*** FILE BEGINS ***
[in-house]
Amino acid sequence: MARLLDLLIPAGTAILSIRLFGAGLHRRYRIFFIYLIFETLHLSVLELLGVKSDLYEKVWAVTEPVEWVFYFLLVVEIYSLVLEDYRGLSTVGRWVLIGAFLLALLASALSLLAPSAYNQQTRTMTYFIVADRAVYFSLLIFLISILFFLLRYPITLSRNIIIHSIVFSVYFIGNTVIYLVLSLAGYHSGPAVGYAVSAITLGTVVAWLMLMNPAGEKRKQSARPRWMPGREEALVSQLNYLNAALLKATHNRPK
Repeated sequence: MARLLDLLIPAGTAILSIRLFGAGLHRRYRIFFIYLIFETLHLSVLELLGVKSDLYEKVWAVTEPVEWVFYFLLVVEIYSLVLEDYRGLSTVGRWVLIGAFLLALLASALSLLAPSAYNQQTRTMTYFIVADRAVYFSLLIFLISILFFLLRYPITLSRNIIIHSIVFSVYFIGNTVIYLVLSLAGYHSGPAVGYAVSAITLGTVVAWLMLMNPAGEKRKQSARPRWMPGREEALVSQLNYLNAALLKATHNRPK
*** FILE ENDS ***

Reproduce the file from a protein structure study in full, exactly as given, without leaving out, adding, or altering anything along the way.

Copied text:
[in-house]
Amino acid sequence: MARLLDLLIPAGTAILSIRLFGAGLHRRYRIFFIYLIFETLHLSVLELLGVKSDLYEKVWAVTEPVEWVFYFLLVVEIYSLVLEDYRGLSTVGRWVLIGAFLLALLASALSLLAPSAYNQQTRTMTYFIVADRAVYFSLLIFLISILFFLLRYPITLSRNIIIHSIVFSVYFIGNTVIYLVLSLAGYHSGPAVGYAVSAITLGTVVAWLMLMNPAGEKRKQSARPRWMPGREEALVSQLNYLNAALLKATHNRPK
Repeated sequence: MARLLDLLIPAGTAILSIRLFGAGLHRRYRIFFIYLIFETLHLSVLELLGVKSDLYEKVWAVTEPVEWVFYFLLVVEIYSLVLEDYRGLSTVGRWVLIGAFLLALLASALSLLAPSAYNQQTRTMTYFIVADRAVYFSLLIFLISILFFLLRYPITLSRNIIIHSIVFSVYFIGNTVIYLVLSLAGYHSGPAVGYAVSAITLGTVVAWLMLMNPAGEKRKQSARPRWMPGREEALVSQLNYLNAALLKATHNRPK